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'White paper revolution' protests spread across China as anger mounts at government

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Protests against China's strict zero-COVID policies and heavy-handed censorship sparked protests over the weekend in cities around the country, including Beijing. Photo by Mark R. Cristino/EPA-EFE
Protests against China's strict zero-COVID policies and heavy-handed censorship sparked protests over the weekend in cities around the country, including Beijing. Photo by Mark R. Cristino/EPA-EFE

Nov. 28 (UPI) -- Protests continued across China over the weekend in a show of defiance as anger over President Xi Jinping's draconian COVID-19 policies boiled over into calls for greater freedom.

Images on social media and international news outlets showed citizens holding up blank sheets of paper, symbolizing the heavy-handed censorship that the government imposes to stifle any dissent. Information about the protests, which some are calling the "white paper revolution," has managed to spread on the Chinese internet despite Beijing's tight control.

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Groups of hundreds of protesters took to the streets on Saturday in Beijing and Shanghai, as well as cities including Chengdu, Xi'an and Wuhan, where the COVID-19 virus originated. The scope and scale of the anti-government demonstrations are larger than any China has seen since the Tiananmen Square democracy protests of 1989.

Hundreds of people in the financial hub of Shanghai continued to protest into Monday as police made arrests and placed a long row of blue barriers to block off one of the main demonstration sites, the BBC reported.

RELATED China breaks COVID-19 daily cases record with 39,791; world down 3% in week

The BBC said that one of its reporters covering the protests was beaten and arrested by police in Shanghai on Sunday.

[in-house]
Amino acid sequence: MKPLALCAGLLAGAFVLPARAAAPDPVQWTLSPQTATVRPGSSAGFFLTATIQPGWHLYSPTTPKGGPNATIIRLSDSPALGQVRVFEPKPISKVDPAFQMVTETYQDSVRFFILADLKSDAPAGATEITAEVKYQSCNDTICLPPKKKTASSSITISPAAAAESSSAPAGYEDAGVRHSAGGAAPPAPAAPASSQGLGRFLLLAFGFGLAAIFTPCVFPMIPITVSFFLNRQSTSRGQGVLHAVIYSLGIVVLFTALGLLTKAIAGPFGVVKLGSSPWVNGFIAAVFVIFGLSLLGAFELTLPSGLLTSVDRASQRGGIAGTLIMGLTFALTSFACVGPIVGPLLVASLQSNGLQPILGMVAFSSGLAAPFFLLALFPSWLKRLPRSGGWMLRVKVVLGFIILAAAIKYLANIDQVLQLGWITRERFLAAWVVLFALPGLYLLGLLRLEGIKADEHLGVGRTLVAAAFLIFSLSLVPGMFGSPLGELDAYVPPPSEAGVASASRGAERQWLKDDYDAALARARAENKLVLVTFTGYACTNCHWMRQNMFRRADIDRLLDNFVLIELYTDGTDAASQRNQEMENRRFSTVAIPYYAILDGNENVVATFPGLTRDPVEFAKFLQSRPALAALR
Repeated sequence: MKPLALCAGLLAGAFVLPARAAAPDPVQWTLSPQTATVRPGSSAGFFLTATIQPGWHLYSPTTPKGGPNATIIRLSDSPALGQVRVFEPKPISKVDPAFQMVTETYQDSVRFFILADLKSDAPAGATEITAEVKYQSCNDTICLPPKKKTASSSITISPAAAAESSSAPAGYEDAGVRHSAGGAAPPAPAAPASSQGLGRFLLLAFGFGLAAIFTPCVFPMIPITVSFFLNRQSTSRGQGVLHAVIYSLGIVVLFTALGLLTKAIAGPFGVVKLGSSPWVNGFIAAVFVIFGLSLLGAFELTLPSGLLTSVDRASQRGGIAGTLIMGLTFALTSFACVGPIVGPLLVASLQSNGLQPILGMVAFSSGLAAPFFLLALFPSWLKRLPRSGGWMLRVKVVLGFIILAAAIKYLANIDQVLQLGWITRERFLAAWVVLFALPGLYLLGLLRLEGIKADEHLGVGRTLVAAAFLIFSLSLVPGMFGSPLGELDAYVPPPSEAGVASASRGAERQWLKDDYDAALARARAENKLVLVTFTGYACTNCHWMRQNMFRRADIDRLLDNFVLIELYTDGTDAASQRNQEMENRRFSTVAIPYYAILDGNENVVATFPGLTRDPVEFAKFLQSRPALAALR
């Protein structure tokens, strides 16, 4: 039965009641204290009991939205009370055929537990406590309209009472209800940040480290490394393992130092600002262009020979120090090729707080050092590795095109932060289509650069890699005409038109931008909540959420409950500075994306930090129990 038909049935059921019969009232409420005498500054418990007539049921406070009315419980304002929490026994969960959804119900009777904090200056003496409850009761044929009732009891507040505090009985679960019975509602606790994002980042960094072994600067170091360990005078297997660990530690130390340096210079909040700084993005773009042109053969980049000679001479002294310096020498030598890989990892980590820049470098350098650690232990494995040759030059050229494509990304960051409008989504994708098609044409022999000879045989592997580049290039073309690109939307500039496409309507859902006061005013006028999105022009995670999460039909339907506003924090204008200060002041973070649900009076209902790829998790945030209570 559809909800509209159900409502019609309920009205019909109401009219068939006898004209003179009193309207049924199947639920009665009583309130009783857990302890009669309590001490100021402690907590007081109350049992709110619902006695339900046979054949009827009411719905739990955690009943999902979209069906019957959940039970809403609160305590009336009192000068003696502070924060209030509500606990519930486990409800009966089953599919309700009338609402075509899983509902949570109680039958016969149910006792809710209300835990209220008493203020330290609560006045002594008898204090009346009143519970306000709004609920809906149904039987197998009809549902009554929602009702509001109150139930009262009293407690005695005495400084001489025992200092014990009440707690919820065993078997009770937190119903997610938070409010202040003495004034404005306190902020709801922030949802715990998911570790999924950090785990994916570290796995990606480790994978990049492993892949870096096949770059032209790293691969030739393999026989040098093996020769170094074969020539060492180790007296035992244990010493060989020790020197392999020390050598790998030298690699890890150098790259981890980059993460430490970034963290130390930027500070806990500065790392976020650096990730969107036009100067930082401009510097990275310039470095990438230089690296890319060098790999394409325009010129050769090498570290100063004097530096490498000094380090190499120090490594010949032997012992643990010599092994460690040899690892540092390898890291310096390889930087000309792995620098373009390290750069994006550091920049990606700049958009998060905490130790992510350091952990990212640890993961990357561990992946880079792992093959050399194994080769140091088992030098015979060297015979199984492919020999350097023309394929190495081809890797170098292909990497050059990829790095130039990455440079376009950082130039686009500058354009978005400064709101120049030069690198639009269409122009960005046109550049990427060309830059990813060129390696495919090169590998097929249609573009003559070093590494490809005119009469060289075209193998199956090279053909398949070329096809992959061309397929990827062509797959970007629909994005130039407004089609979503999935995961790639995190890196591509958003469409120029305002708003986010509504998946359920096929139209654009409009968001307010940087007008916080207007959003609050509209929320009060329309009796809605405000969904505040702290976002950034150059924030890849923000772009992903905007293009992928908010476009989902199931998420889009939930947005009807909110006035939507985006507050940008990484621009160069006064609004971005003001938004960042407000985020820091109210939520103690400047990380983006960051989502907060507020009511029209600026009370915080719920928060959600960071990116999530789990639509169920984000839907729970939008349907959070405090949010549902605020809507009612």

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Calls for Xi Jinping and the ruling Communist Party to step down were mixed into protests at various locations, including the capital city Beijing, according to CNN and social media video, which UPI is not able to verify independently.

Anger over Xi's zero-COVID policy of strict lockdowns, forced testing and digital tracking sparked into protests after a fire on Thursday in Urumqi, capital of the far western region of Xinjiang, killed 10 people who had been quarantined.

RELATED COVID-19 lockdown protests intensify after deadly fire in China

The blaze and deaths sparked accusations that the lockdowns, which had been in place in much of Xinjiang for more than three months, hampered rescue efforts.

A viral video making the rounds on Chinese social media on Saturday claimed to show a woman at Communication University of Nanjing holding up a blank piece of paper before an unidentified figure took it away. The gesture spread to other students at the university and quickly became a symbol of the protests around the country, with netizens calling it the "white paper revolution" or "A4 revolution," referring to a common page size.

Government officials and state-run media have not officially commented on the protests. China on Monday announced 40,347 new COVID-19 cases, a record high as the country faces its largest outbreak since the pandemic began.

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